The researchers established that a titanium compound added to engine oil creates a wear-resistant nanoscale layer bound to the surface of vulnerable engine parts, making it a credible substitute for older compounds that do not coexist well with antipollution equipment. (Full Story at sd)

On a similar note: Check your owners manual for the frequency of oil changes suggested. The old adage that every 3000 miles or 3 months doesn't usually hold true. In general, you can wait longer than that which is good for the wallet and the environment.

There May Be a Yeti Yet

Scientists in the UK who have examined hairs claimed to belong to a yeti in India say that an initial series of tests have proved inconclusive.

Ape expert Ian Redmond says the hairs bear a "startling resemblance" to similar hairs collected by Everest conqueror Sir Edmund Hillary.

He told the BBC the Indian hairs are "potentially very exciting".

After extensive microscope examinations, the hairs will now be sent to separate labs for DNA analysis. (Full Story at bbc)

Like I've said before, I love the idea that there are many more myths that will eventually be proven true.



Sometimes I end up at a website that is on the border of disturbingly strange and funny. This is one of them.

More Exercise Needed

ScienceDaily (July 29, 2008) — In addition to limiting calories, overweight and obese women may need to exercise 55 minutes a day for five days per week to sustain a weight loss of 10 percent over two years, according to a report in the July 28 issue of Archives of Internal Medicine, one of the JAMA/Archives journals.

More than 65 percent of U.S. adults are overweight, a public health concern, according to background information in the article. "Among obese adults, long-term weight loss and prevention of weight regain have been less than desired," the authors write. "Therefore, there is a need for more effective interventions." Current recommendations prescribe 30 minutes of moderate physical activity on most days of the week, for a total of 150 minutes per week. However, a growing consensus suggests that more exercise may be needed to enhance long-term weight loss. (Full Story at sd)

I have to say that's a big difference. 30 mintues a few times a week wouldn't seem too daughnting to most people but an hour a day most days. . . I just wonder how they will try to sell the new recommendations.

When You Have Lots of Spare Time


Parting Picture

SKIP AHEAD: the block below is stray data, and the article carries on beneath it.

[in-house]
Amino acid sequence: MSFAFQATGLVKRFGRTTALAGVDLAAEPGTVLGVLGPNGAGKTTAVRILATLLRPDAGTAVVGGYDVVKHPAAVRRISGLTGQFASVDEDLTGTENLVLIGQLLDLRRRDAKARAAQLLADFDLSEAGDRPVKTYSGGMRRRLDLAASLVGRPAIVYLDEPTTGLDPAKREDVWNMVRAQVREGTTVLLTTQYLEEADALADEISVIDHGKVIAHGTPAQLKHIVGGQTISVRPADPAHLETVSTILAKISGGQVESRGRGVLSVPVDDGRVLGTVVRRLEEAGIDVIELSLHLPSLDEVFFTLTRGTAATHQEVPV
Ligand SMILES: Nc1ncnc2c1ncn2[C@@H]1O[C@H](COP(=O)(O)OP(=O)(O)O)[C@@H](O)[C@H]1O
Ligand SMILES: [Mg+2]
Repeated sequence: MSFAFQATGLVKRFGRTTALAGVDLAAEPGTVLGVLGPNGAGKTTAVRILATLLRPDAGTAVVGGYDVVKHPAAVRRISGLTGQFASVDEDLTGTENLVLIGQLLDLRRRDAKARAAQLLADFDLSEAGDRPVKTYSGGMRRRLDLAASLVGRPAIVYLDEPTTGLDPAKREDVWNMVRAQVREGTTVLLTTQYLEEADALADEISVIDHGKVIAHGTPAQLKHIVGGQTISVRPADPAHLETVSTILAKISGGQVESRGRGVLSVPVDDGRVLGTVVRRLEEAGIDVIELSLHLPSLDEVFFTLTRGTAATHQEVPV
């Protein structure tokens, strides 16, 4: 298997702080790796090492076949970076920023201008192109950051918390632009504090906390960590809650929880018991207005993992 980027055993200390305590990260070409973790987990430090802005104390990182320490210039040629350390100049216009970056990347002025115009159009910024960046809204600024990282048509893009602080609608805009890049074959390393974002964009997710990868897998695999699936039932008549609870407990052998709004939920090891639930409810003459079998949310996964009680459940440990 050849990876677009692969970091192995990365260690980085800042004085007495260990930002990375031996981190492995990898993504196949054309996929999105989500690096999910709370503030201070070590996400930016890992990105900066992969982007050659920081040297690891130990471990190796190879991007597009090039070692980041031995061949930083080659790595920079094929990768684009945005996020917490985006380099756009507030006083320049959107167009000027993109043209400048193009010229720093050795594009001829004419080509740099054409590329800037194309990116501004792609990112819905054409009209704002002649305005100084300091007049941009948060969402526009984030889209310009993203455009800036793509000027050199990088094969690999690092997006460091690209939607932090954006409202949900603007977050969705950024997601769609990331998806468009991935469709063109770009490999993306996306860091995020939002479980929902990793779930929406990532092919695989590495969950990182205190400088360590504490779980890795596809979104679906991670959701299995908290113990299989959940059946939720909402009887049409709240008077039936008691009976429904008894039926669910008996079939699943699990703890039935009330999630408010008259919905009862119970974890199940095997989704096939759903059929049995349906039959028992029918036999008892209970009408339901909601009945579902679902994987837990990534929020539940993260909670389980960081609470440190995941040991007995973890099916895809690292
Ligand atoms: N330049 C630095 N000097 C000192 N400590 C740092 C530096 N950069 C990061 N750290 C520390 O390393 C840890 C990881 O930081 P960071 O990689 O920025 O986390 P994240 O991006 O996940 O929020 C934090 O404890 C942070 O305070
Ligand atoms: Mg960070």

Over at walkscore, they will rate how walkable your location is. Depending on how close things, such as a grocery store, are to your abode make it more or less walkable. Incidentally, they say my house is about as un-walkable as it gets.

Health Mapped

If you want to keep abreast of your areas medical situation check out healthmap. It basically allows you to look at where all the disease outbreaks are located and how severe they are. Of course if you are a little "hypo" you may want to just ignore this site.


Parting Picture

Get Moving To Keep The Heart Young

ScienceDaily (July 24, 2008) — Absence may make the heart grow fonder, but endurance exercise seems to make it younger. According to a study conducted at Washington University School of Medicine in St. Louis, older people who did endurance exercise training for about a year ended up with metabolically much younger hearts. The researchers also showed that by one metabolic measure, women benefited more than men from the training.

"We know that the heart deteriorates as people get older, and that's largely because they don't stay as active as they used to," says first author Pablo F. Soto, M.D., instructor in medicine in the Cardiovascular Division. "Past research has suggested that exercise can reverse some effects of aging, and we wanted to see what effect it would have specifically on the heart." (Full Story at sd)

Can't say I'm surprised really.

Can You Break The Code?

Benjamin Franklin wrote from Passy, in 1781, a letter to M. Dumas. He said:— 'I have just received a 14, 5, 3, 10, 28, 2, 76, 203, 66, 11, 12, 273, 50, 14, joining 76, 5, 42, 45, 16, 15, 424, 235, 19, 20, 69, 580, 11, 150, 27, 56, 35, 104, 652, 20, 675, 85, 79, 50, 63, 44, 22, 219, 17, 60, 29, 147, 136, 41, but this is not likely to afford 202, 55, 580, 10, 227, 613, 176, 373, 309, 4, 108, 40, 19, 97, 309, 17, 35, 90, 201, 100, 677.' This has never been deciphered. The state department at Washington has no key to it. I submit it for the consideration of the whole world.

– Elliott Sandford, New York World, cited in Henry Williams, A Book of Curious Facts, 1903

(via futilitycloset)

Who Needs Nerf When You Have Legos

The Poor Gamble

ScienceDaily (July 24, 2008) — Although state lotteries, on average, return just 53 cents for every dollar spent on a ticket, people continue to pour money into them -- especially low-income people, who spend a larger percentage of their incomes on lottery tickets than do the wealthier segments of society.